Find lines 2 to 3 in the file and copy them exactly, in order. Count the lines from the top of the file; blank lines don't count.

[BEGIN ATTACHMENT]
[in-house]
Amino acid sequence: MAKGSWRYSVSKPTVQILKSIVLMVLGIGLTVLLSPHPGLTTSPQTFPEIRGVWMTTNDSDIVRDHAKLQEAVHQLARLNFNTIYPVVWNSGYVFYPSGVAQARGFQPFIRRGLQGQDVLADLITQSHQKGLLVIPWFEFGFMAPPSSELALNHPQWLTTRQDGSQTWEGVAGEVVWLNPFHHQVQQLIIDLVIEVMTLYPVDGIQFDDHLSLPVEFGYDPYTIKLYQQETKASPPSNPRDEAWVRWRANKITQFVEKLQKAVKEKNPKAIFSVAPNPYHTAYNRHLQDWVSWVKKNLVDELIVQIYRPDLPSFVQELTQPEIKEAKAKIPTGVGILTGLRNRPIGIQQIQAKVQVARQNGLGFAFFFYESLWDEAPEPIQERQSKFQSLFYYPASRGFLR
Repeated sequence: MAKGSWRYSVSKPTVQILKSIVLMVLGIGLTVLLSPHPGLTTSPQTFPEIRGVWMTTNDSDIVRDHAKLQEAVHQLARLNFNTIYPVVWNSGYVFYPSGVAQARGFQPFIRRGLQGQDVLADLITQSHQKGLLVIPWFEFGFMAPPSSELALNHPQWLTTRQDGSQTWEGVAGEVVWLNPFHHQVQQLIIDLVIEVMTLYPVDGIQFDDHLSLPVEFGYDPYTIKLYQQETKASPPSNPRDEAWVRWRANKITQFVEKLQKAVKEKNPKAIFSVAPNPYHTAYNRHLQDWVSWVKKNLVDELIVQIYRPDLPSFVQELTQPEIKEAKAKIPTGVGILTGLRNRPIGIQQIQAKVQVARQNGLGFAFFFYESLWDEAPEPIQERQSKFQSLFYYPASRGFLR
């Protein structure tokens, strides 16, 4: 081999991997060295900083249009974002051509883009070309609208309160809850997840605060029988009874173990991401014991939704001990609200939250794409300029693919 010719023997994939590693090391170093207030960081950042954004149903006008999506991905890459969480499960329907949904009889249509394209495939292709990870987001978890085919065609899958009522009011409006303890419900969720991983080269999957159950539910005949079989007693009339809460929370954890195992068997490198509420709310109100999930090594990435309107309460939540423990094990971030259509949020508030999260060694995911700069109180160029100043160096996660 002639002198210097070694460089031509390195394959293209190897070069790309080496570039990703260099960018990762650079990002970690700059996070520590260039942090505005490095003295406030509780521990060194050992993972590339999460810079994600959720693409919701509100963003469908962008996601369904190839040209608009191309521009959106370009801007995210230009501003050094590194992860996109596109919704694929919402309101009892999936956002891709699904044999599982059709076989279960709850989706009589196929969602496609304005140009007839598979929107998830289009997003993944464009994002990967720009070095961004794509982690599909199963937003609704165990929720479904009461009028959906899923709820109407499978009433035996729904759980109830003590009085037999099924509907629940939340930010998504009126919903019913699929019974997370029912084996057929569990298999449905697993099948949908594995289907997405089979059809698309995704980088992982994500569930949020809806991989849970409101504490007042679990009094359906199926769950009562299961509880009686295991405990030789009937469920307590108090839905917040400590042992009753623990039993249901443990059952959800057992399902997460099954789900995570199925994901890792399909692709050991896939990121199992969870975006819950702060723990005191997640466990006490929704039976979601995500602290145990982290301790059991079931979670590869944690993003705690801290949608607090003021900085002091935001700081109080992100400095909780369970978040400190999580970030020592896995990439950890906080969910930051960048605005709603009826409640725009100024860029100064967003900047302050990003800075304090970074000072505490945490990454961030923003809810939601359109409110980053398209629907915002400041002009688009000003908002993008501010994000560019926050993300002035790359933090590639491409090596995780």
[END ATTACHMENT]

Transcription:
Amino acid sequence: MAKGSWRYSVSKPTVQILKSIVLMVLGIGLTVLLSPHPGLTTSPQTFPEIRGVWMTTNDSDIVRDHAKLQEAVHQLARLNFNTIYPVVWNSGYVFYPSGVAQARGFQPFIRRGLQGQDVLADLITQSHQKGLLVIPWFEFGFMAPPSSELALNHPQWLTTRQDGSQTWEGVAGEVVWLNPFHHQVQQLIIDLVIEVMTLYPVDGIQFDDHLSLPVEFGYDPYTIKLYQQETKASPPSNPRDEAWVRWRANKITQFVEKLQKAVKEKNPKAIFSVAPNPYHTAYNRHLQDWVSWVKKNLVDELIVQIYRPDLPSFVQELTQPEIKEAKAKIPTGVGILTGLRNRPIGIQQIQAKVQVARQNGLGFAFFFYESLWDEAPEPIQERQSKFQSLFYYPASRGFLR
Repeated sequence: MAKGSWRYSVSKPTVQILKSIVLMVLGIGLTVLLSPHPGLTTSPQTFPEIRGVWMTTNDSDIVRDHAKLQEAVHQLARLNFNTIYPVVWNSGYVFYPSGVAQARGFQPFIRRGLQGQDVLADLITQSHQKGLLVIPWFEFGFMAPPSSELALNHPQWLTTRQDGSQTWEGVAGEVVWLNPFHHQVQQLIIDLVIEVMTLYPVDGIQFDDHLSLPVEFGYDPYTIKLYQQETKASPPSNPRDEAWVRWRANKITQFVEKLQKAVKEKNPKAIFSVAPNPYHTAYNRHLQDWVSWVKKNLVDELIVQIYRPDLPSFVQELTQPEIKEAKAKIPTGVGILTGLRNRPIGIQQIQAKVQVARQNGLGFAFFFYESLWDEAPEPIQERQSKFQSLFYYPASRGFLR